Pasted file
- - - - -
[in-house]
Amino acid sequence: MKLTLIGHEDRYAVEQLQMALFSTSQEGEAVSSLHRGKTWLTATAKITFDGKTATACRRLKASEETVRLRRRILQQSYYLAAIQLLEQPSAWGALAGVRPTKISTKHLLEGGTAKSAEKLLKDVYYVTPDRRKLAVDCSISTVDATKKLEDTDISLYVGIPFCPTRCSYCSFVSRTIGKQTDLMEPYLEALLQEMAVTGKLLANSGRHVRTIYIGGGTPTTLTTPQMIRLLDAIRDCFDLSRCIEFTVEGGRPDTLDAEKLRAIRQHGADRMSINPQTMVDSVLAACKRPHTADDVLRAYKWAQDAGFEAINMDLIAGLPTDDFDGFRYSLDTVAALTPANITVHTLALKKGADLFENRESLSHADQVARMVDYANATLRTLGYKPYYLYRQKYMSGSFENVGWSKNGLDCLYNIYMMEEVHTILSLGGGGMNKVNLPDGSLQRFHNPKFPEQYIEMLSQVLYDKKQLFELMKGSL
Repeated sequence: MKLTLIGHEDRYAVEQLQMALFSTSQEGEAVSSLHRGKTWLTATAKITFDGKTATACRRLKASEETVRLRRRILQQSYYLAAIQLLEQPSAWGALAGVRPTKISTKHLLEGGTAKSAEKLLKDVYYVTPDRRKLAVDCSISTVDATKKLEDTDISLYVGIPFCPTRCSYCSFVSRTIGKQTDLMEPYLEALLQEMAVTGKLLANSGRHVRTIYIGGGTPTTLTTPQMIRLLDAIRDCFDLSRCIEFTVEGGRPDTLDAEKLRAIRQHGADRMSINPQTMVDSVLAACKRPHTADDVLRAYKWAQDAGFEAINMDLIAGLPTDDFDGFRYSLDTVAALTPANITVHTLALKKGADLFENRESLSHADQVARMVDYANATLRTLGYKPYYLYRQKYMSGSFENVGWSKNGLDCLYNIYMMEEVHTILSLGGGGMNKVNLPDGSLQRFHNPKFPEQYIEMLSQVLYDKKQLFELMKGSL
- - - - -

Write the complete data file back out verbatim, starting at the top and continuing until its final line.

[in-house]
Amino acid sequence: MKLTLIGHEDRYAVEQLQMALFSTSQEGEAVSSLHRGKTWLTATAKITFDGKTATACRRLKASEETVRLRRRILQQSYYLAAIQLLEQPSAWGALAGVRPTKISTKHLLEGGTAKSAEKLLKDVYYVTPDRRKLAVDCSISTVDATKKLEDTDISLYVGIPFCPTRCSYCSFVSRTIGKQTDLMEPYLEALLQEMAVTGKLLANSGRHVRTIYIGGGTPTTLTTPQMIRLLDAIRDCFDLSRCIEFTVEGGRPDTLDAEKLRAIRQHGADRMSINPQTMVDSVLAACKRPHTADDVLRAYKWAQDAGFEAINMDLIAGLPTDDFDGFRYSLDTVAALTPANITVHTLALKKGADLFENRESLSHADQVARMVDYANATLRTLGYKPYYLYRQKYMSGSFENVGWSKNGLDCLYNIYMMEEVHTILSLGGGGMNKVNLPDGSLQRFHNPKFPEQYIEMLSQVLYDKKQLFELMKGSL
Repeated sequence: MKLTLIGHEDRYAVEQLQMALFSTSQEGEAVSSLHRGKTWLTATAKITFDGKTATACRRLKASEETVRLRRRILQQSYYLAAIQLLEQPSAWGALAGVRPTKISTKHLLEGGTAKSAEKLLKDVYYVTPDRRKLAVDCSISTVDATKKLEDTDISLYVGIPFCPTRCSYCSFVSRTIGKQTDLMEPYLEALLQEMAVTGKLLANSGRHVRTIYIGGGTPTTLTTPQMIRLLDAIRDCFDLSRCIEFTVEGGRPDTLDAEKLRAIRQHGADRMSINPQTMVDSVLAACKRPHTADDVLRAYKWAQDAGFEAINMDLIAGLPTDDFDGFRYSLDTVAALTPANITVHTLALKKGADLFENRESLSHADQVARMVDYANATLRTLGYKPYYLYRQKYMSGSFENVGWSKNGLDCLYNIYMMEEVHTILSLGGGGMNKVNLPDGSLQRFHNPKFPEQYIEMLSQVLYDKKQLFELMKGSL